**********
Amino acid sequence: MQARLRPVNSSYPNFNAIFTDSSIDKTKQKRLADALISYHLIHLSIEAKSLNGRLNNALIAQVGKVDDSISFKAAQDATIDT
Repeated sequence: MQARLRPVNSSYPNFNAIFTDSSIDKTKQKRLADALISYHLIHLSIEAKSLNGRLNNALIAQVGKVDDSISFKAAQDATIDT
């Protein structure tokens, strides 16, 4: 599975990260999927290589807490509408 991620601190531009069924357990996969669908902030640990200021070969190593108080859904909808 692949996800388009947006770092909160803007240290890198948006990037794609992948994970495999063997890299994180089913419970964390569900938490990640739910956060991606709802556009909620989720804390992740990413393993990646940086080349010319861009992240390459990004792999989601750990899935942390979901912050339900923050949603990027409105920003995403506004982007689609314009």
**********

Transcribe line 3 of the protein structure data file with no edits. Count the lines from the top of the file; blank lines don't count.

């Protein structure tokens, strides 16, 4: 599975990260999927290589807490509408 991620601190531009069924357990996969669908902030640990200021070969190593108080859904909808 692949996800388009947006770092909160803007240290890198948006990037794609992948994970495999063997890299994180089913419970964390569900938490990640739910956060991606709802556009909620989720804390992740990413393993990646940086080349010319861009992240390459990004792999989601750990899935942390979901912050339900923050949603990027409105920003995403506004982007689609314009």